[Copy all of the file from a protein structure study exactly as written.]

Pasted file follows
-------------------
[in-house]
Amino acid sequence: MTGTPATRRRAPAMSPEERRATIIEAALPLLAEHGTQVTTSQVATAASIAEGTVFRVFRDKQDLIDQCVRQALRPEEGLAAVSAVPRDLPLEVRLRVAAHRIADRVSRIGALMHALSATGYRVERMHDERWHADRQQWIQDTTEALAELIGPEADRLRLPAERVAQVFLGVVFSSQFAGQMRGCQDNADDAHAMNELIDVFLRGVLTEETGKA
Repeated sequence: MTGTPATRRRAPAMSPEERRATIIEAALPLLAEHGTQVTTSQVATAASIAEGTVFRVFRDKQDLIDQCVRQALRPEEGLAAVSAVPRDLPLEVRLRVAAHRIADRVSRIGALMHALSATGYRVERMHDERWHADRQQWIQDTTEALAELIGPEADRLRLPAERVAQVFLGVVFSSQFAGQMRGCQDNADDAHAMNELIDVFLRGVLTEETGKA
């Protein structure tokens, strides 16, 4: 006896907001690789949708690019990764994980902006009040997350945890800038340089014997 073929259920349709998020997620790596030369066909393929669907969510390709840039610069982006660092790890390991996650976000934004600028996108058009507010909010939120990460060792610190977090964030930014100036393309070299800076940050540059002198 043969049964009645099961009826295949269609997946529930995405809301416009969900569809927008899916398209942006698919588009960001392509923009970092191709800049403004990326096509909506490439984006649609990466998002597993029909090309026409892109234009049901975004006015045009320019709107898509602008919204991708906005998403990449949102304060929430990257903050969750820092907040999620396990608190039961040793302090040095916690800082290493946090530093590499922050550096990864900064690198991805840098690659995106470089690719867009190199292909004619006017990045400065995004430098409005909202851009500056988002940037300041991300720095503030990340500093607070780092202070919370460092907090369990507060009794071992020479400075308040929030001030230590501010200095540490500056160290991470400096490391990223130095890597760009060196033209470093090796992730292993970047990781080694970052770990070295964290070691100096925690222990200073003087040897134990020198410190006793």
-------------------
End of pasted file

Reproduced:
[in-house]
Amino acid sequence: MTGTPATRRRAPAMSPEERRATIIEAALPLLAEHGTQVTTSQVATAASIAEGTVFRVFRDKQDLIDQCVRQALRPEEGLAAVSAVPRDLPLEVRLRVAAHRIADRVSRIGALMHALSATGYRVERMHDERWHADRQQWIQDTTEALAELIGPEADRLRLPAERVAQVFLGVVFSSQFAGQMRGCQDNADDAHAMNELIDVFLRGVLTEETGKA
Repeated sequence: MTGTPATRRRAPAMSPEERRATIIEAALPLLAEHGTQVTTSQVATAASIAEGTVFRVFRDKQDLIDQCVRQALRPEEGLAAVSAVPRDLPLEVRLRVAAHRIADRVSRIGALMHALSATGYRVERMHDERWHADRQQWIQDTTEALAELIGPEADRLRLPAERVAQVFLGVVFSSQFAGQMRGCQDNADDAHAMNELIDVFLRGVLTEETGKA
């Protein structure tokens, strides 16, 4: 006896907001690789949708690019990764994980902006009040997350945890800038340089014997 073929259920349709998020997620790596030369066909393929669907969510390709840039610069982006660092790890390991996650976000934004600028996108058009507010909010939120990460060792610190977090964030930014100036393309070299800076940050540059002198 043969049964009645099961009826295949269609997946529930995405809301416009969900569809927008899916398209942006698919588009960001392509923009970092191709800049403004990326096509909506490439984006649609990466998002597993029909090309026409892109234009049901975004006015045009320019709107898509602008919204991708906005998403990449949102304060929430990257903050969750820092907040999620396990608190039961040793302090040095916690800082290493946090530093590499922050550096990864900064690198991805840098690659995106470089690719867009190199292909004619006017990045400065995004430098409005909202851009500056988002940037300041991300720095503030990340500093607070780092202070919370460092907090369990507060009794071992020479400075308040929030001030230590501010200095540490500056160290991470400096490391990223130095890597760009060196033209470093090796992730292993970047990781080694970052770990070295964290070691100096925690222990200073003087040897134990020198410190006793």